Partisanship as a motivation for incivility against women in politics

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Date

2021-12-03

Authors

White, Benjamin Tracy

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Abstract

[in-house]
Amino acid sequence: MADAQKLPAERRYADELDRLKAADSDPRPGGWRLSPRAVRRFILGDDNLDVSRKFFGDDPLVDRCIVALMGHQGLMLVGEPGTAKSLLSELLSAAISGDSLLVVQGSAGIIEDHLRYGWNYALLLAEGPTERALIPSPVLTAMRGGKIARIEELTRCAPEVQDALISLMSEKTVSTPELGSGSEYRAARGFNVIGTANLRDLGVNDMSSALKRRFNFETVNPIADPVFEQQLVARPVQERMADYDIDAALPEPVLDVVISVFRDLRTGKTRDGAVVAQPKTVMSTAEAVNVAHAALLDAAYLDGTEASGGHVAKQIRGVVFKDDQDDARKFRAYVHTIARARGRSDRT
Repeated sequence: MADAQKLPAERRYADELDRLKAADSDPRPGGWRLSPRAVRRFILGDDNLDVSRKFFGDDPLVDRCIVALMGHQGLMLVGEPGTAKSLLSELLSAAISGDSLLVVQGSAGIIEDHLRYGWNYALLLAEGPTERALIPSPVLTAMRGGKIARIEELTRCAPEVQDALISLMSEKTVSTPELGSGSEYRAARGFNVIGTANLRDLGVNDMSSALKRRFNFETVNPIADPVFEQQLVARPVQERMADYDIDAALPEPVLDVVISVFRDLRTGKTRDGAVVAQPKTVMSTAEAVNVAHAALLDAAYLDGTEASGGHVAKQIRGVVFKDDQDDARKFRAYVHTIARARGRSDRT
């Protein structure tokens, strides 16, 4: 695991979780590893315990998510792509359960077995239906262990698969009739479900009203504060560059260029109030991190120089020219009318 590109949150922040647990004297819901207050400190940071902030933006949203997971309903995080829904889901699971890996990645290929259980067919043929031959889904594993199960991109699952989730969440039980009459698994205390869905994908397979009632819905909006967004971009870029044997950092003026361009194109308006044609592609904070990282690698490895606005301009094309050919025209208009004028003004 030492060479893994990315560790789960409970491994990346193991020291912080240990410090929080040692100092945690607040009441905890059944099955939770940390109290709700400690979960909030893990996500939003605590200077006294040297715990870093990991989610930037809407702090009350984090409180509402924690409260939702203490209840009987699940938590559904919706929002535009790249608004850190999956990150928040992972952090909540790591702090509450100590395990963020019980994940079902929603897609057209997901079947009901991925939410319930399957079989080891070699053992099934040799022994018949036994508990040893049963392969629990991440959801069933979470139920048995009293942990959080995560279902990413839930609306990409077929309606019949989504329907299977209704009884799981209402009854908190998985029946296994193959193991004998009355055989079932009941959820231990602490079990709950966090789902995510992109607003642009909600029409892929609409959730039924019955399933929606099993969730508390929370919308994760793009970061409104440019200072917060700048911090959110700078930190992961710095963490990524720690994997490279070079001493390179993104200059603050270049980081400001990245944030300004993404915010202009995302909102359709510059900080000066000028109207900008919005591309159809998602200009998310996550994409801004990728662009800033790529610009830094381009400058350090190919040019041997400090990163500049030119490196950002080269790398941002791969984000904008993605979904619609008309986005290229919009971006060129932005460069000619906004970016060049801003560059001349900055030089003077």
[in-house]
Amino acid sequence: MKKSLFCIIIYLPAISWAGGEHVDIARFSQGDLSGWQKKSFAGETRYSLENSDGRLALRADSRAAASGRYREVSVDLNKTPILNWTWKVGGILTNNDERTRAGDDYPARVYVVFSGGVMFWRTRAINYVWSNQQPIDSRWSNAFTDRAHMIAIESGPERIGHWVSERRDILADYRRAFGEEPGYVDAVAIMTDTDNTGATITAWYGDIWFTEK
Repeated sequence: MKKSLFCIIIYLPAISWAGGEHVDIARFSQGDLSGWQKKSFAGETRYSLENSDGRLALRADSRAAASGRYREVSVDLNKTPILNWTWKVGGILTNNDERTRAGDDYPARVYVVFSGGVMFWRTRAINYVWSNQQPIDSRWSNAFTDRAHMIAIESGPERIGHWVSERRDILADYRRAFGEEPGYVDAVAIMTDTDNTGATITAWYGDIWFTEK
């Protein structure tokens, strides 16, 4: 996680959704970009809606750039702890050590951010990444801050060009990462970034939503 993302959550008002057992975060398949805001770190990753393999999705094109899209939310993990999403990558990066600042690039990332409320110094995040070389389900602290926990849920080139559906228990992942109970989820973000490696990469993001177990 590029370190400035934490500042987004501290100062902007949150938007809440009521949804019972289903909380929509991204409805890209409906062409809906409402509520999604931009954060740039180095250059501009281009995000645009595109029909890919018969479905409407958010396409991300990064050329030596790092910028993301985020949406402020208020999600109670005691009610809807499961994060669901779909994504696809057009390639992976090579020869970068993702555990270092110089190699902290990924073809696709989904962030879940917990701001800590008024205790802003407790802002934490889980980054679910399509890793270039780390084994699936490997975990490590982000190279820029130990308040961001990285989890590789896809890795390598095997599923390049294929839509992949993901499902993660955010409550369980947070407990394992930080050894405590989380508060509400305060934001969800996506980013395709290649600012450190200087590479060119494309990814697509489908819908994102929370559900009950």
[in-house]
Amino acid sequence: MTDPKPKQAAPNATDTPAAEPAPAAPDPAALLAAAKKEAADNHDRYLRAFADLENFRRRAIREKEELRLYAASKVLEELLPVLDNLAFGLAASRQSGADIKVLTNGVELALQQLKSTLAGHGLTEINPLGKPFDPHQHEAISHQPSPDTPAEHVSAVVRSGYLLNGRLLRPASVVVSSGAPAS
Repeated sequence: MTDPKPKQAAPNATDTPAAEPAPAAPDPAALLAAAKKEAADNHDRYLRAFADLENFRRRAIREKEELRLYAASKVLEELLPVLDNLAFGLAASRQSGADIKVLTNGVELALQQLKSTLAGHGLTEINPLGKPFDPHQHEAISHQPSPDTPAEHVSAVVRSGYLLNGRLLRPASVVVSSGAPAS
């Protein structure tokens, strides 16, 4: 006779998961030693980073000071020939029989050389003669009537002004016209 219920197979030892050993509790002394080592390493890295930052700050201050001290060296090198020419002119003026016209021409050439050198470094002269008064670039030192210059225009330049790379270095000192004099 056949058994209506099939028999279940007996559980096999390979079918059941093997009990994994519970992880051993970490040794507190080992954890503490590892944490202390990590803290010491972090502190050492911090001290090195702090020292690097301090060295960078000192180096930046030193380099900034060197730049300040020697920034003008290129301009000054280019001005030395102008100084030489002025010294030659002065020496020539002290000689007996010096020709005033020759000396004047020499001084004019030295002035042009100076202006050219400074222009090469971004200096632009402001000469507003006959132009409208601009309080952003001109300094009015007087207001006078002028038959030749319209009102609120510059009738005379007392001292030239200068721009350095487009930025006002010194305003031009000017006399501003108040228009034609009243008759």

Politicians who use social media often experience incivility from the public. Anecdotal evidence and recent scholarship find that female politicians are particularly likely to experience incivility online. Although women are no longer a rarity in politics, traditional gender norms still portray politics as a masculine domain. In breaking these norms, women in politics experience incivility, online abuse, and other forms of psychological or symbolic violence. However, we do not yet understand how partisanship shapes female politicians’ experiences with incivility on social media. Partisanship is a strong social identity, encouraging affective polarization and outright hostility against those from the opposing party. Recent work suggests that extreme politicians are more likely to experience incivility, but I expect that the effect of partisan extremity on incivility is stronger for women. Women in politics experience a variety of sanctions as they break traditional gender norms, but gender scholars argue that these sanctions are more likely when individuals can justify their behavior. In an age of partisan hostility, partisanship may allow individuals to justify incivility against female politicians across the aisle. I examine approximately 660,000 tweets sent to members of the U.S. House of Representatives in October 2019, and in October 2020 during the height of the presidential election campaign. Contrary to expectations, extreme female members are no more likely to experience incivility compared to moderate female members, and partisanship generally does not increase the risk of experiencing incivility. These null results persist even when considering data from two different points in time (during the 2020 campaign and a year prior), and despite operationalizing incivility in three different ways. Null results notwithstanding, this study offers an informative first look at how partisanship affects member’s experiences with incivility

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